What Sequestration Means for Schools

Posted on June 5, 2012

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With financial losses all over the news last week, I, like many of you, spent more time than usual fixated on the market, and wondering about our economy.

And it’s not that I’m overly worried about the future. Call me naive, but I’m pretty sure we’re going to land on our feet when all is said and done. It’s the pain that we might yet experience en route to landing on our feet that worries me. In many of the meetings that I attend in Washington DC—especially education meetings—discussions often circle back to the economy, and how, even if the recovery continues, it might hurt schools.

Of particular concern to many educational leaders is the impending “double whammy” that could potentially hit us as soon as the end of 2012. On March 22, the Congressional Budget Office (CBO) warned that the continued gridlock in Washington over the budget (a continuation of debt ceiling problems from last summer) “will likely” lead to the US falling into a recession next year. Add to this the effects of a Bush tax cut expiration, scheduled to occur at around the same time as the congressional budget deadline, and we’re looking at what might be another major hit to our economy—a double whammy, so to speak.

But even if a double whammy isn’t our future, its very potential is already having an adverse effect on education funding. Take, for example, budget protocol now coming out of Texas. A letter prepared by the Texas Education Agency (TEA) explains the following:

The purpose of this letter is to inform Texas local educational agencies (LEAs) of the possibility that all federal grants administered by the Texas Education Agency (TEA) may be reduced for the 2012–2013 school and grant year by an amount ranging from 8–14%.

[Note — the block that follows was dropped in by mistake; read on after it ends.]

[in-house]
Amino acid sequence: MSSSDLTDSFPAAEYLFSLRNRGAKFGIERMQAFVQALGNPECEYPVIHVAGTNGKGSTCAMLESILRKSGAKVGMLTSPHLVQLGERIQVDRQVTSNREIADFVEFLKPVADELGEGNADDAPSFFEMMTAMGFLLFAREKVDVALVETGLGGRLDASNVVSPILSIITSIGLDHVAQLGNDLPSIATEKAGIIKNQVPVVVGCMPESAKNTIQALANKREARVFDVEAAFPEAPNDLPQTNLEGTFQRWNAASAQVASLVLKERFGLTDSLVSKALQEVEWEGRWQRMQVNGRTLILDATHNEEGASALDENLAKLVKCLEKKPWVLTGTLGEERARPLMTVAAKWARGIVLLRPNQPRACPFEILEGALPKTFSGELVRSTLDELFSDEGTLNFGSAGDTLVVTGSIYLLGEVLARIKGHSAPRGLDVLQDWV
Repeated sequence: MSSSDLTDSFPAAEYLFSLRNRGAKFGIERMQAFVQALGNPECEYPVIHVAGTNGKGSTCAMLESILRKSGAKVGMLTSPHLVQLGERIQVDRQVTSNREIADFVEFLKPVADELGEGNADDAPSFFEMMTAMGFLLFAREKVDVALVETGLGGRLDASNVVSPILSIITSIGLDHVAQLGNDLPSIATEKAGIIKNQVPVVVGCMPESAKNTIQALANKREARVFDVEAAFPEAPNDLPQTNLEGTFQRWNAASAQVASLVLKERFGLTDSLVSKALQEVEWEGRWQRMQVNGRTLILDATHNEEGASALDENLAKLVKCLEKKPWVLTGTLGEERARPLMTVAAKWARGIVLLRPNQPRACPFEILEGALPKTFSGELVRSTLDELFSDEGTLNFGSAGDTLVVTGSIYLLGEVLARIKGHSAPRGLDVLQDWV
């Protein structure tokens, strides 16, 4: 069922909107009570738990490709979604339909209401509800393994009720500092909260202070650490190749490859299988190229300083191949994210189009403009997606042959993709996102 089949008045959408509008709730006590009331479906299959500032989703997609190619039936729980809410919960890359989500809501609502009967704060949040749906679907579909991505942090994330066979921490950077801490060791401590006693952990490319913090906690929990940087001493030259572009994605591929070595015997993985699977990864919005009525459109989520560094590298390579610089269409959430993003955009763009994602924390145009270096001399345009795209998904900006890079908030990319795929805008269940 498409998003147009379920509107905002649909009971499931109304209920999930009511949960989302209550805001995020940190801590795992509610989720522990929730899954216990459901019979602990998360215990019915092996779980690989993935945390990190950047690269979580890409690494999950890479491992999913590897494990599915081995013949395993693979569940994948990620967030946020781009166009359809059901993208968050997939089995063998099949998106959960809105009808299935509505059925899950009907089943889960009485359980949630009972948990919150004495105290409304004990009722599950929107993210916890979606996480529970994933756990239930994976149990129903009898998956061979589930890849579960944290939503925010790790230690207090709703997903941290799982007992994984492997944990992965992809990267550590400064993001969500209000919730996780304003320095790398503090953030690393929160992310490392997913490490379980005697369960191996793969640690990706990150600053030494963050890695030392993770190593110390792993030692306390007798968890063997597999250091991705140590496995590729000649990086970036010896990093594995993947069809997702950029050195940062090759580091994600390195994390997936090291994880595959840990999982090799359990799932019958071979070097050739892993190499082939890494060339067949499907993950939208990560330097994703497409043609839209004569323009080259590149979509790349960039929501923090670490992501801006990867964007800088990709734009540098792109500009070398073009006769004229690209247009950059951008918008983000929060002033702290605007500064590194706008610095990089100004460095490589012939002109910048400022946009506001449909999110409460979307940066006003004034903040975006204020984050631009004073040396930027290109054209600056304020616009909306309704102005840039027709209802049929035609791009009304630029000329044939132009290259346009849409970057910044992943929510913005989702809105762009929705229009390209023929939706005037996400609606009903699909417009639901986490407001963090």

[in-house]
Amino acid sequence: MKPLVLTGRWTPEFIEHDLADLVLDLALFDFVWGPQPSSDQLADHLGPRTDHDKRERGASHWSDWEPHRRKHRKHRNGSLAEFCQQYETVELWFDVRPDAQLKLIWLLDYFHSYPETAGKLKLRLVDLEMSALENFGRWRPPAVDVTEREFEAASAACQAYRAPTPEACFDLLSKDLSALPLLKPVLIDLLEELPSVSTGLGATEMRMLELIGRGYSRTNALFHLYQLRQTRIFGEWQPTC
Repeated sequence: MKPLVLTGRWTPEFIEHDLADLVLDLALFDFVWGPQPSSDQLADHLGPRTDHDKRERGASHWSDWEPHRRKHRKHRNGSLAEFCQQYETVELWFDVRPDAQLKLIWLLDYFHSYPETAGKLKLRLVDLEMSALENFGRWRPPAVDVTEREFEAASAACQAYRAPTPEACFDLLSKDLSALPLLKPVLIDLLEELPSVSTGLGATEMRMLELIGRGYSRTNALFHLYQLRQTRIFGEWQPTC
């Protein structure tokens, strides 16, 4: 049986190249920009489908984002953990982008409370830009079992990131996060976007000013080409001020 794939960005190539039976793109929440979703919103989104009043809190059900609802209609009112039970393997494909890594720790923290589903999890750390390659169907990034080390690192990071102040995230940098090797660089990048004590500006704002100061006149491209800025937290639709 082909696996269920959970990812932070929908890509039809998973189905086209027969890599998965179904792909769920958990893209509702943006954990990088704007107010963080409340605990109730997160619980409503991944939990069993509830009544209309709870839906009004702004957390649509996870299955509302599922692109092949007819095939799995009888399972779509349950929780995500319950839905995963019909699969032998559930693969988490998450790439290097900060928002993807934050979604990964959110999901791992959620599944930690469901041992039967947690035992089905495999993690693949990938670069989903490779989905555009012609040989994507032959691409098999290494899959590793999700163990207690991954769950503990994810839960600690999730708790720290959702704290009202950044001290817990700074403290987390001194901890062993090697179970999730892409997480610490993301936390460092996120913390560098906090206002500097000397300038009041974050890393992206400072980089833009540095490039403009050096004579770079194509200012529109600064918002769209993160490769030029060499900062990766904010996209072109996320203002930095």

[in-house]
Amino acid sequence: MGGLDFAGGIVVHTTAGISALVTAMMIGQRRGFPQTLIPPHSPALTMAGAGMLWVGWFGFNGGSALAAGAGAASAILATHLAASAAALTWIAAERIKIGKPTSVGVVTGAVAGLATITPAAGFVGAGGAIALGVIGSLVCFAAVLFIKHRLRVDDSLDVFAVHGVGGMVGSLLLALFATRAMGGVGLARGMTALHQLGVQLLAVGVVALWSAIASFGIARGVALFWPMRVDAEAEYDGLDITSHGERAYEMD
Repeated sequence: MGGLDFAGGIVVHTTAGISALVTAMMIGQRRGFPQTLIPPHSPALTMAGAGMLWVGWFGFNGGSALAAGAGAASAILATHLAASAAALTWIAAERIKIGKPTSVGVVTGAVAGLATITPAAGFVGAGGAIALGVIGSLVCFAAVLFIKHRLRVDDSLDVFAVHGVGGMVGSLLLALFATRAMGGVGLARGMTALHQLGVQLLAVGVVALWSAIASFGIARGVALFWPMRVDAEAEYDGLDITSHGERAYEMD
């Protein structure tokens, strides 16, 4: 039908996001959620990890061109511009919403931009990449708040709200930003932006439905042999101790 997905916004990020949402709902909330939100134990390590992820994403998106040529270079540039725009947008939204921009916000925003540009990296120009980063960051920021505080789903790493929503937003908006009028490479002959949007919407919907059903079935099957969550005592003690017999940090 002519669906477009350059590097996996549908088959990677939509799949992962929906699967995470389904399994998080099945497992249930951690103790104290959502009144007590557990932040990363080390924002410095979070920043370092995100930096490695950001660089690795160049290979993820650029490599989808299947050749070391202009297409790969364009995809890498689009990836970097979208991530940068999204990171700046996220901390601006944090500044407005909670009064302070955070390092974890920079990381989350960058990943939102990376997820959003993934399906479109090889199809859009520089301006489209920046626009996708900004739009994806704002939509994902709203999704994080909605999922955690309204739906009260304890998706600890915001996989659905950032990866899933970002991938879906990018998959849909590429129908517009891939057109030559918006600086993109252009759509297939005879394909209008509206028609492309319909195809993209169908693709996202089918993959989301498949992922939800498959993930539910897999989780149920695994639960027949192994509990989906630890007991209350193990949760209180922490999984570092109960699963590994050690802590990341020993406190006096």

To prepare for the possibility of sequestration, TEA has elected to reduce planning amounts for federal formula grants and to calculate maximum entitlements later than usual, in January 2013, by which time the issue of funding cuts will be settled at the federal level.

In other words, Texas is cutting funding now, just in case Congress can’t put together a suitable budget plan in the future. Who can blame them? If Congress fails to take action by January 2, 2013, federal education spending will be cut for the 2012–2013 school and grant year by approximately $4.1 billion nationally—with $2 billion to be cut from Title I and IDEA alone.

This is because of the “sequestration” clause written into current budget legislation. If Congress does not manage to write an acceptable budget by Jan. 2, then the federal government will automatically “sequester” more than $100 billion in government funds—automatic cuts to the pentagon and domestic agencies, education among them.

I’d be surprised if many other states didn’t follow Texas’ lead and tighten the funding spigot for the time being. This all highlights how fragile we’ve been made by the last few years. These days, at least in education, we don’t need a crisis, just the threat of a crisis, to drive policy.

And what next? Hopefully, with so much national concern over education, Congress will leave us off of any more automatic cut lists. Only time will tell.

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